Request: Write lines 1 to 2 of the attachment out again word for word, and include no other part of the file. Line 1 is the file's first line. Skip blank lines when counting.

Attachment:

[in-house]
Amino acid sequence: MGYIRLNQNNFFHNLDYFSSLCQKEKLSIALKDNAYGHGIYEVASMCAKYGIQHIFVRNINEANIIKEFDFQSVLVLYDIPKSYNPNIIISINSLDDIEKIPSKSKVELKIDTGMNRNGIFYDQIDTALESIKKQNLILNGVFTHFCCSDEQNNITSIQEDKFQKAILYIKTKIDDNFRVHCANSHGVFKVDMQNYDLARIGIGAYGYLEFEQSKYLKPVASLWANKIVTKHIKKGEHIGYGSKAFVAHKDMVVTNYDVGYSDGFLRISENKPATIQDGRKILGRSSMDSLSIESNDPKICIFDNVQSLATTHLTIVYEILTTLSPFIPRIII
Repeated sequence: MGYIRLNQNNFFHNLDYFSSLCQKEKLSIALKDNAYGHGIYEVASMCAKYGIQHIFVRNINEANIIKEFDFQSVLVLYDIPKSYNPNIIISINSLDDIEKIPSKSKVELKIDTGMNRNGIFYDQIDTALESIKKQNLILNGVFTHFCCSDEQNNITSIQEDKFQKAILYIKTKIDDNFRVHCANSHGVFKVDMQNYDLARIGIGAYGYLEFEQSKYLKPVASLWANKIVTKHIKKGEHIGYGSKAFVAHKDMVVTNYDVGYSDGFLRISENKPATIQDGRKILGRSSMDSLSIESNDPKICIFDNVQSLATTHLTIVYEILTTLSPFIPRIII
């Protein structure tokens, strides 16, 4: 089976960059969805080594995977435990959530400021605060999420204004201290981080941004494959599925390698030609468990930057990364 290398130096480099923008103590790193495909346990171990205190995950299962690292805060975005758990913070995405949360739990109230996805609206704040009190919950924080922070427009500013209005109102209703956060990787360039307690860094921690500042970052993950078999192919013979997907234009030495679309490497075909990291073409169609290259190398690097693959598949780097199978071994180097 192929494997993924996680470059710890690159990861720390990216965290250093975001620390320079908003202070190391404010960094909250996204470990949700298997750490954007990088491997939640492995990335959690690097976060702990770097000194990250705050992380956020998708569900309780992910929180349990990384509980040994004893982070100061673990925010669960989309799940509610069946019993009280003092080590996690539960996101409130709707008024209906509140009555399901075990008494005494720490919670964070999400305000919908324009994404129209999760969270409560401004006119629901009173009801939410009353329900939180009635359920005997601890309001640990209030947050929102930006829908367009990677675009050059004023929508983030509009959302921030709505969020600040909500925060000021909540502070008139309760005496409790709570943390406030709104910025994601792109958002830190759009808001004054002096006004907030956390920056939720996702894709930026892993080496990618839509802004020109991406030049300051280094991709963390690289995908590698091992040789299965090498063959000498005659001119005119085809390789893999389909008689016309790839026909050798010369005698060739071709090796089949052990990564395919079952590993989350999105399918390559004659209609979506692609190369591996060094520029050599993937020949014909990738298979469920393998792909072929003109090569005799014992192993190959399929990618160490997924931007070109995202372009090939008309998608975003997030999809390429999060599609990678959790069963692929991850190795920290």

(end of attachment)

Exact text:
[in-house]
Amino acid sequence: MGYIRLNQNNFFHNLDYFSSLCQKEKLSIALKDNAYGHGIYEVASMCAKYGIQHIFVRNINEANIIKEFDFQSVLVLYDIPKSYNPNIIISINSLDDIEKIPSKSKVELKIDTGMNRNGIFYDQIDTALESIKKQNLILNGVFTHFCCSDEQNNITSIQEDKFQKAILYIKTKIDDNFRVHCANSHGVFKVDMQNYDLARIGIGAYGYLEFEQSKYLKPVASLWANKIVTKHIKKGEHIGYGSKAFVAHKDMVVTNYDVGYSDGFLRISENKPATIQDGRKILGRSSMDSLSIESNDPKICIFDNVQSLATTHLTIVYEILTTLSPFIPRIII